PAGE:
engine frames
  • The P/M process has become competitive for
    complex parts made of high strength and hard
    alloys with processes such as casting, forging,
    and machining)
  • Common metals used in the P/M process
  • Iron
  • Copper
  • Aluminum
  • Tin
  • Nickel
  • Titanium
  • Refractory metals

7
Production of Metal Powders
  • The powder metallurgy process
  • Powder production
  • Blending
  • Compaction
  • Sintering
  • Finishing operations

8
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9
Powder Production
  • First step in P/M process
  • Methods
  • Atomization
  • Reduction
  • Electrolytic deposition
  • Carbonyls
  • Comminution
  • Mechanical alloying
  • Miscellaneous methods

10
Atomization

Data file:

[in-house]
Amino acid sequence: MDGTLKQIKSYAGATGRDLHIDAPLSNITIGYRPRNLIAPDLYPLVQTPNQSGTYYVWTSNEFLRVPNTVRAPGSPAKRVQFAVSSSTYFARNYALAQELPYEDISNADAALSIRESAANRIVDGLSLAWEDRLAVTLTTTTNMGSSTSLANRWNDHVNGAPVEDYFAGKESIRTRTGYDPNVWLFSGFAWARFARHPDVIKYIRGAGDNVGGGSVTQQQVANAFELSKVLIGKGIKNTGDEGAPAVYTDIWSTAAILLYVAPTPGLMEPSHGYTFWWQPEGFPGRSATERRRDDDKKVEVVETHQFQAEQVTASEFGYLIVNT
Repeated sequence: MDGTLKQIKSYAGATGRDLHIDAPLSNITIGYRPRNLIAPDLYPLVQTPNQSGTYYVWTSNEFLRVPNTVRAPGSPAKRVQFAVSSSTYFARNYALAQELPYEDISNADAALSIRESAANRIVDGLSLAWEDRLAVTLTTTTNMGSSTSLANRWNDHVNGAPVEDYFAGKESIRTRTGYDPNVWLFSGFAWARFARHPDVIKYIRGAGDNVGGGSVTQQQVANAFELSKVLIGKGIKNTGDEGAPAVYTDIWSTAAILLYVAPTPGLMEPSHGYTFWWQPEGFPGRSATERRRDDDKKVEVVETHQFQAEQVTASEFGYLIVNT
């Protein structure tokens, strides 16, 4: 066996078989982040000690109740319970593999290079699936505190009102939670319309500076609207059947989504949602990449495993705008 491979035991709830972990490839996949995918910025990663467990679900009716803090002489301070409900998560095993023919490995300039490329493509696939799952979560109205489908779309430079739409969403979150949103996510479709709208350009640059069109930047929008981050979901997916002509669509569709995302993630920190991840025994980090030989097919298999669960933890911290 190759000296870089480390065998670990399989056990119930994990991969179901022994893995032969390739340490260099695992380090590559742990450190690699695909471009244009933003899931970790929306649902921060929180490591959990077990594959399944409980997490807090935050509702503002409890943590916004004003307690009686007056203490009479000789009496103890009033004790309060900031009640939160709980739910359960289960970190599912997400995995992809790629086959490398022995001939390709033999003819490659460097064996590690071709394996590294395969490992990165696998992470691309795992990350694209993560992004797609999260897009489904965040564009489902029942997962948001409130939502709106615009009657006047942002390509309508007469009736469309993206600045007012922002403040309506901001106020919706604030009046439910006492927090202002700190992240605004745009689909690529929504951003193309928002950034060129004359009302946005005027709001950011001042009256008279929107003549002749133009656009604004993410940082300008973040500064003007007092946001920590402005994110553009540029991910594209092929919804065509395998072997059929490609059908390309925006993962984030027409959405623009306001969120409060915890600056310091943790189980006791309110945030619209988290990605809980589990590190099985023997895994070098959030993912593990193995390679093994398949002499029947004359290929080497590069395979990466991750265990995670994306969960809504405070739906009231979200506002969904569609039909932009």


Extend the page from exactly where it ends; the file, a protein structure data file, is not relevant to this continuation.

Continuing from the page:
• Produces a liquid-metal stream by injecting
    molten metal through a small orifice
  • The stream is broken up by jets of inert gas or
    air

11
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13
  • The size and shape of the particles from
    atomization depend on the temperature, flow rate,
    size of nozzle, and the jet characteristics
  • When water is used it creates a slurry metal
    powder and leaves a liquid at the bottom of the
    atomization chamber
  • The water cools the metal faster for a higher
    production rates

14
Centrifugal Atomization
  • The process in which the molten-metal drops onto
    a rapidly rotating disk or cup
  • The centrifugal forces break up the molten-metal
    stream to generate particles
  • Another method is that a consumable electrode is
    rotating rapidly in a helium filled chamber

15
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17
Reduction of Metal Oxides
  • A process that uses gases as a reducing agent
  • Hydrogen and carbon monoxide
  • Also known as the removal of oxygen
  • Very fine metallic oxides are reduced to the